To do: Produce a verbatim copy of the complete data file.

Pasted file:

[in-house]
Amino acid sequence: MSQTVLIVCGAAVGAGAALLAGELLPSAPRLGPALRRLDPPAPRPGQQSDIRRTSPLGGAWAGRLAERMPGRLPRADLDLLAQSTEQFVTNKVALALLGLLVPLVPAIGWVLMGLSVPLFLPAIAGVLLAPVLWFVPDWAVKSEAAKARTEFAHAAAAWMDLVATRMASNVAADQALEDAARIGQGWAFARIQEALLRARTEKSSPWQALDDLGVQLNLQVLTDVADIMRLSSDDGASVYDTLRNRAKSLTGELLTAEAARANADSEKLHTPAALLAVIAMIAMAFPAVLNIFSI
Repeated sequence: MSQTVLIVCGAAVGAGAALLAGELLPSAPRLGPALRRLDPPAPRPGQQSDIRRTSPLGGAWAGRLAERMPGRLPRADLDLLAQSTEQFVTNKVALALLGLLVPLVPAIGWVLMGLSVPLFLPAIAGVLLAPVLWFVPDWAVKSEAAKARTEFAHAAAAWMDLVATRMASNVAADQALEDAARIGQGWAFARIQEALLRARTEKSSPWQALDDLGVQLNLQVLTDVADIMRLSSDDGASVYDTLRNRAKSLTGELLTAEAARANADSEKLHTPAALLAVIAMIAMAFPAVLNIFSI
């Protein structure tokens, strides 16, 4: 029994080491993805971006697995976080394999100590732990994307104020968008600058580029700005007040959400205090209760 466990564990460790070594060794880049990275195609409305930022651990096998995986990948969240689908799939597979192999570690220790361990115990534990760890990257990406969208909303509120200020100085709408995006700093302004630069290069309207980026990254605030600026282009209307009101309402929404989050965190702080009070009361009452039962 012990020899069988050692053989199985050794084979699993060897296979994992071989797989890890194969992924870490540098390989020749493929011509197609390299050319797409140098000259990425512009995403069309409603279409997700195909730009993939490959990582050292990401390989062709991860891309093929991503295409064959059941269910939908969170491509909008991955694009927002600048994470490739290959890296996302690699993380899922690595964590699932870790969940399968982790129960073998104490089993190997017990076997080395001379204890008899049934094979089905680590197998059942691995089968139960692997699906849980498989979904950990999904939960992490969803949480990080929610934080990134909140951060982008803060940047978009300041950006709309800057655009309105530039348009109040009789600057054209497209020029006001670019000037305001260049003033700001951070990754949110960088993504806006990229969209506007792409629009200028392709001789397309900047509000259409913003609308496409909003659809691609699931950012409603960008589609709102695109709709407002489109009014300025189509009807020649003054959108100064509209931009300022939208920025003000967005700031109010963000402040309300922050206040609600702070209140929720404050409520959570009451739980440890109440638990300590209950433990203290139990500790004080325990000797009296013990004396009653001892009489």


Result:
[in-house]
Amino acid sequence: MSQTVLIVCGAAVGAGAALLAGELLPSAPRLGPALRRLDPPAPRPGQQSDIRRTSPLGGAWAGRLAERMPGRLPRADLDLLAQSTEQFVTNKVALALLGLLVPLVPAIGWVLMGLSVPLFLPAIAGVLLAPVLWFVPDWAVKSEAAKARTEFAHAAAAWMDLVATRMASNVAADQALEDAARIGQGWAFARIQEALLRARTEKSSPWQALDDLGVQLNLQVLTDVADIMRLSSDDGASVYDTLRNRAKSLTGELLTAEAARANADSEKLHTPAALLAVIAMIAMAFPAVLNIFSI
Repeated sequence: MSQTVLIVCGAAVGAGAALLAGELLPSAPRLGPALRRLDPPAPRPGQQSDIRRTSPLGGAWAGRLAERMPGRLPRADLDLLAQSTEQFVTNKVALALLGLLVPLVPAIGWVLMGLSVPLFLPAIAGVLLAPVLWFVPDWAVKSEAAKARTEFAHAAAAWMDLVATRMASNVAADQALEDAARIGQGWAFARIQEALLRARTEKSSPWQALDDLGVQLNLQVLTDVADIMRLSSDDGASVYDTLRNRAKSLTGELLTAEAARANADSEKLHTPAALLAVIAMIAMAFPAVLNIFSI
């Protein structure tokens, strides 16, 4: 029994080491993805971006697995976080394999100590732990994307104020968008600058580029700005007040959400205090209760 466990564990460790070594060794880049990275195609409305930022651990096998995986990948969240689908799939597979192999570690220790361990115990534990760890990257990406969208909303509120200020100085709408995006700093302004630069290069309207980026990254605030600026282009209307009101309402929404989050965190702080009070009361009452039962 012990020899069988050692053989199985050794084979699993060897296979994992071989797989890890194969992924870490540098390989020749493929011509197609390299050319797409140098000259990425512009995403069309409603279409997700195909730009993939490959990582050292990401390989062709991860891309093929991503295409064959059941269910939908969170491509909008991955694009927002600048994470490739290959890296996302690699993380899922690595964590699932870790969940399968982790129960073998104490089993190997017990076997080395001379204890008899049934094979089905680590197998059942691995089968139960692997699906849980498989979904950990999904939960992490969803949480990080929610934080990134909140951060982008803060940047978009300041950006709309800057655009309105530039348009109040009789600057054209497209020029006001670019000037305001260049003033700001951070990754949110960088993504806006990229969209506007792409629009200028392709001789397309900047509000259409913003609308496409909003659809691609699931950012409603960008589609709102695109709709407002489109009014300025189509009807020649003054959108100064509209931009300022939208920025003000967005700031109010963000402040309300922050206040609600702070209140929720404050409520959570009451739980440890109440638990300590209950433990203290139990500790004080325990000797009296013990004396009653001892009489």